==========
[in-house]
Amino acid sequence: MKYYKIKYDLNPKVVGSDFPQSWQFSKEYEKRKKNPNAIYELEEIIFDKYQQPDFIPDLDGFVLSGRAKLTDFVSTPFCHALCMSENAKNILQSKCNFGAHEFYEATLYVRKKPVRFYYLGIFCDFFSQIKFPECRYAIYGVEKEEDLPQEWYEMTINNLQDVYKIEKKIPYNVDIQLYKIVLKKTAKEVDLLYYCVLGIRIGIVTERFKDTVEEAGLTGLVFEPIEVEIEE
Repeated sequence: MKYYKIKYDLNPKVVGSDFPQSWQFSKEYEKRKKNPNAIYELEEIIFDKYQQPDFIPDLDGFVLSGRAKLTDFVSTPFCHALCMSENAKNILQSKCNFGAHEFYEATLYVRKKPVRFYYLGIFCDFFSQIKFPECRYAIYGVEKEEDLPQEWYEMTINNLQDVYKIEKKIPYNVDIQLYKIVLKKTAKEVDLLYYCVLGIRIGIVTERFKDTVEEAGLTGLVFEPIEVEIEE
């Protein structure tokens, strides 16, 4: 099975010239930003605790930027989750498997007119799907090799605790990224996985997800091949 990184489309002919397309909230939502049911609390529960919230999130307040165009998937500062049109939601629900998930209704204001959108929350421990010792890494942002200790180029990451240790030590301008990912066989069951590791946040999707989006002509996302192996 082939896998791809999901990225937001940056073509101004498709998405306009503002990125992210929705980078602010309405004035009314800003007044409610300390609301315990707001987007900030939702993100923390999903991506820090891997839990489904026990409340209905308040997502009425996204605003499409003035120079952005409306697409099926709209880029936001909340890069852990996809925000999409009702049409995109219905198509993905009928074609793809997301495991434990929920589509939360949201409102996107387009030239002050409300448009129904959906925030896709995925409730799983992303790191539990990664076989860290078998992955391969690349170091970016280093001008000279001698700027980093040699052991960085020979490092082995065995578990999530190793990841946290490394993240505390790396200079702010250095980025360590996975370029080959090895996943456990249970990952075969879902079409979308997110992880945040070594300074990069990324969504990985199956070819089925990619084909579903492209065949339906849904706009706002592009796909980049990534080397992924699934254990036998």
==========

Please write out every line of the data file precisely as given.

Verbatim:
[in-house]
Amino acid sequence: MKYYKIKYDLNPKVVGSDFPQSWQFSKEYEKRKKNPNAIYELEEIIFDKYQQPDFIPDLDGFVLSGRAKLTDFVSTPFCHALCMSENAKNILQSKCNFGAHEFYEATLYVRKKPVRFYYLGIFCDFFSQIKFPECRYAIYGVEKEEDLPQEWYEMTINNLQDVYKIEKKIPYNVDIQLYKIVLKKTAKEVDLLYYCVLGIRIGIVTERFKDTVEEAGLTGLVFEPIEVEIEE
Repeated sequence: MKYYKIKYDLNPKVVGSDFPQSWQFSKEYEKRKKNPNAIYELEEIIFDKYQQPDFIPDLDGFVLSGRAKLTDFVSTPFCHALCMSENAKNILQSKCNFGAHEFYEATLYVRKKPVRFYYLGIFCDFFSQIKFPECRYAIYGVEKEEDLPQEWYEMTINNLQDVYKIEKKIPYNVDIQLYKIVLKKTAKEVDLLYYCVLGIRIGIVTERFKDTVEEAGLTGLVFEPIEVEIEE
């Protein structure tokens, strides 16, 4: 099975010239930003605790930027989750498997007119799907090799605790990224996985997800091949 990184489309002919397309909230939502049911609390529960919230999130307040165009998937500062049109939601629900998930209704204001959108929350421990010792890494942002200790180029990451240790030590301008990912066989069951590791946040999707989006002509996302192996 082939896998791809999901990225937001940056073509101004498709998405306009503002990125992210929705980078602010309405004035009314800003007044409610300390609301315990707001987007900030939702993100923390999903991506820090891997839990489904026990409340209905308040997502009425996204605003499409003035120079952005409306697409099926709209880029936001909340890069852990996809925000999409009702049409995109219905198509993905009928074609793809997301495991434990929920589509939360949201409102996107387009030239002050409300448009129904959906925030896709995925409730799983992303790191539990990664076989860290078998992955391969690349170091970016280093001008000279001698700027980093040699052991960085020979490092082995065995578990999530190793990841946290490394993240505390790396200079702010250095980025360590996975370029080959090895996943456990249970990952075969879902079409979308997110992880945040070594300074990069990324969504990985199956070819089925990619084909579903492209065949339906849904706009706002592009796909980049990534080397992924699934254990036998």